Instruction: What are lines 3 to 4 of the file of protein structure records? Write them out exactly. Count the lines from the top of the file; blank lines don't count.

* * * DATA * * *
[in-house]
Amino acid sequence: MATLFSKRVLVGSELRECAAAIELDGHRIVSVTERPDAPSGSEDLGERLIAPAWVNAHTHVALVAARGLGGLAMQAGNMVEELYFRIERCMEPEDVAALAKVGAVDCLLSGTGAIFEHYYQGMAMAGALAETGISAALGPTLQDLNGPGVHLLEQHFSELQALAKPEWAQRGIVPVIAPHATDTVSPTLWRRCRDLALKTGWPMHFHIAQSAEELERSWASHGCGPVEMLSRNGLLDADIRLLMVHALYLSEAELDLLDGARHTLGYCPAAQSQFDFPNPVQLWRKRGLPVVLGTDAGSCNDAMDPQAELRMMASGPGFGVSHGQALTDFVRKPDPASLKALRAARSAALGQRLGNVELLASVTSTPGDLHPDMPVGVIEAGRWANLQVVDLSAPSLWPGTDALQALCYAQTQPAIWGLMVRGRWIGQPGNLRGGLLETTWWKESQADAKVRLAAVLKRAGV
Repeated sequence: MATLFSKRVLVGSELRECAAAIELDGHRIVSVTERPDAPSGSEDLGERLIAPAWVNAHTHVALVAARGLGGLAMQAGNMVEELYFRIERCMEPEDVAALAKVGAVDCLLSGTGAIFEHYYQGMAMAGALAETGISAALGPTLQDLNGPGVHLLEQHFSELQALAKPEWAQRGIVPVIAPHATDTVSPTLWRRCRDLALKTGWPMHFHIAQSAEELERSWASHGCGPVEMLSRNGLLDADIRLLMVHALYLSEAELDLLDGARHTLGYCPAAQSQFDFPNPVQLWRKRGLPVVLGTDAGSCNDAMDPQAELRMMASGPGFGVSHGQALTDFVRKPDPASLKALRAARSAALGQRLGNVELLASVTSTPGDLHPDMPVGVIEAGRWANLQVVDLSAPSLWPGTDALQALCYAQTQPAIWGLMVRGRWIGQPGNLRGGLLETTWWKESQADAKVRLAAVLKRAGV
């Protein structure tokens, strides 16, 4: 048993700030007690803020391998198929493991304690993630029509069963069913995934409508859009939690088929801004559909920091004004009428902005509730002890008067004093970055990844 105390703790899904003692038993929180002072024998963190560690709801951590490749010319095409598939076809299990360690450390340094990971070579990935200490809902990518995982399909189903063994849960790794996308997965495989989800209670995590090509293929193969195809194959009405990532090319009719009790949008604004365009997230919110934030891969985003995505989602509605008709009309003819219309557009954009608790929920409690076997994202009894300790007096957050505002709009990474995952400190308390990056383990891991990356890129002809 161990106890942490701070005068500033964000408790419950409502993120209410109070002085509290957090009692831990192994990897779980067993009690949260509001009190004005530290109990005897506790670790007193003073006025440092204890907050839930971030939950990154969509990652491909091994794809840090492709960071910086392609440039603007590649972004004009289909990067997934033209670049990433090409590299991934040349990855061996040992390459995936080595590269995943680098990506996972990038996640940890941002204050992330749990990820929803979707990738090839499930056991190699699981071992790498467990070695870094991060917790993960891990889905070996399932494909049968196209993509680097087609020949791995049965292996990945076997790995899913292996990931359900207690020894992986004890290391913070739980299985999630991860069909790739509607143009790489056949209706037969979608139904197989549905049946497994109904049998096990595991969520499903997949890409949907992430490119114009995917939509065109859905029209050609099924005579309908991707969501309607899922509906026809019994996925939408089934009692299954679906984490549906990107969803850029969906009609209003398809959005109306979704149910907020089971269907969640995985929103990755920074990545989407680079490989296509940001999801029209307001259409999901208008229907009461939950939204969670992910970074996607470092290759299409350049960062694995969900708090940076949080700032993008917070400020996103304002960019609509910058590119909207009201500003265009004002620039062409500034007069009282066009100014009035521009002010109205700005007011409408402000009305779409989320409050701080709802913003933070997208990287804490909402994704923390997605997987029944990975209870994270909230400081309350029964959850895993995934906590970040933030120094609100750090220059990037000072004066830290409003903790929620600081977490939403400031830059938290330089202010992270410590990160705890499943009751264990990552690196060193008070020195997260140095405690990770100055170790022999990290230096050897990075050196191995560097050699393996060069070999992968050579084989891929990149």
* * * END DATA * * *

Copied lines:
Repeated sequence: MATLFSKRVLVGSELRECAAAIELDGHRIVSVTERPDAPSGSEDLGERLIAPAWVNAHTHVALVAARGLGGLAMQAGNMVEELYFRIERCMEPEDVAALAKVGAVDCLLSGTGAIFEHYYQGMAMAGALAETGISAALGPTLQDLNGPGVHLLEQHFSELQALAKPEWAQRGIVPVIAPHATDTVSPTLWRRCRDLALKTGWPMHFHIAQSAEELERSWASHGCGPVEMLSRNGLLDADIRLLMVHALYLSEAELDLLDGARHTLGYCPAAQSQFDFPNPVQLWRKRGLPVVLGTDAGSCNDAMDPQAELRMMASGPGFGVSHGQALTDFVRKPDPASLKALRAARSAALGQRLGNVELLASVTSTPGDLHPDMPVGVIEAGRWANLQVVDLSAPSLWPGTDALQALCYAQTQPAIWGLMVRGRWIGQPGNLRGGLLETTWWKESQADAKVRLAAVLKRAGV
């Protein structure tokens, strides 16, 4: 048993700030007690803020391998198929493991304690993630029509069963069913995934409508859009939690088929801004559909920091004004009428902005509730002890008067004093970055990844 105390703790899904003692038993929180002072024998963190560690709801951590490749010319095409598939076809299990360690450390340094990971070579990935200490809902990518995982399909189903063994849960790794996308997965495989989800209670995590090509293929193969195809194959009405990532090319009719009790949008604004365009997230919110934030891969985003995505989602509605008709009309003819219309557009954009608790929920409690076997994202009894300790007096957050505002709009990474995952400190308390990056383990891991990356890129002809 161990106890942490701070005068500033964000408790419950409502993120209410109070002085509290957090009692831990192994990897779980067993009690949260509001009190004005530290109990005897506790670790007193003073006025440092204890907050839930971030939950990154969509990652491909091994794809840090492709960071910086392609440039603007590649972004004009289909990067997934033209670049990433090409590299991934040349990855061996040992390459995936080595590269995943680098990506996972990038996640940890941002204050992330749990990820929803979707990738090839499930056991190699699981071992790498467990070695870094991060917790993960891990889905070996399932494909049968196209993509680097087609020949791995049965292996990945076997790995899913292996990931359900207690020894992986004890290391913070739980299985999630991860069909790739509607143009790489056949209706037969979608139904197989549905049946497994109904049998096990595991969520499903997949890409949907992430490119114009995917939509065109859905029209050609099924005579309908991707969501309607899922509906026809019994996925939408089934009692299954679906984490549906990107969803850029969906009609209003398809959005109306979704149910907020089971269907969640995985929103990755920074990545989407680079490989296509940001999801029209307001259409999901208008229907009461939950939204969670992910970074996607470092290759299409350049960062694995969900708090940076949080700032993008917070400020996103304002960019609509910058590119909207009201500003265009004002620039062409500034007069009282066009100014009035521009002010109205700005007011409408402000009305779409989320409050701080709802913003933070997208990287804490909402994704923390997605997987029944990975209870994270909230400081309350029964959850895993995934906590970040933030120094609100750090220059990037000072004066830290409003903790929620600081977490939403400031830059938290330089202010992270410590990160705890499943009751264990990552690196060193008070020195997260140095405690990770100055170790022999990290230096050897990075050196191995560097050699393996060069070999992968050579084989891929990149």